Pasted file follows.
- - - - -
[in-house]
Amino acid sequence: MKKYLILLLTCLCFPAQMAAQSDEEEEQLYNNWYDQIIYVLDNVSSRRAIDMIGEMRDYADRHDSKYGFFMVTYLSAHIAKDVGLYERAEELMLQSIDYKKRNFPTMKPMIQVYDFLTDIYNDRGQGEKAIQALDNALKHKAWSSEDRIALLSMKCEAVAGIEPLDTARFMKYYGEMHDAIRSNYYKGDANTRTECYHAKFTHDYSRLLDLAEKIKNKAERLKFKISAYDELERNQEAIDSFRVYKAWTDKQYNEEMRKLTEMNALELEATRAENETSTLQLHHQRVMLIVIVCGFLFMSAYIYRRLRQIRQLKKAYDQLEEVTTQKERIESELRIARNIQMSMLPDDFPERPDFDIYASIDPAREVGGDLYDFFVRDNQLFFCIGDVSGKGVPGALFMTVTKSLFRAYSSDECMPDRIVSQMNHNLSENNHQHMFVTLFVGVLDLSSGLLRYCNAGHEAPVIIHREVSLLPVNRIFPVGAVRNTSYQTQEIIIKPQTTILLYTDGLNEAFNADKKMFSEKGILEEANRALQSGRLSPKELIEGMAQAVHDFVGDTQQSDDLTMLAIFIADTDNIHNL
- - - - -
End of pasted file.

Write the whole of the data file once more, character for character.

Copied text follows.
[in-house]
Amino acid sequence: MKKYLILLLTCLCFPAQMAAQSDEEEEQLYNNWYDQIIYVLDNVSSRRAIDMIGEMRDYADRHDSKYGFFMVTYLSAHIAKDVGLYERAEELMLQSIDYKKRNFPTMKPMIQVYDFLTDIYNDRGQGEKAIQALDNALKHKAWSSEDRIALLSMKCEAVAGIEPLDTARFMKYYGEMHDAIRSNYYKGDANTRTECYHAKFTHDYSRLLDLAEKIKNKAERLKFKISAYDELERNQEAIDSFRVYKAWTDKQYNEEMRKLTEMNALELEATRAENETSTLQLHHQRVMLIVIVCGFLFMSAYIYRRLRQIRQLKKAYDQLEEVTTQKERIESELRIARNIQMSMLPDDFPERPDFDIYASIDPAREVGGDLYDFFVRDNQLFFCIGDVSGKGVPGALFMTVTKSLFRAYSSDECMPDRIVSQMNHNLSENNHQHMFVTLFVGVLDLSSGLLRYCNAGHEAPVIIHREVSLLPVNRIFPVGAVRNTSYQTQEIIIKPQTTILLYTDGLNEAFNADKKMFSEKGILEEANRALQSGRLSPKELIEGMAQAVHDFVGDTQQSDDLTMLAIFIADTDNIHNL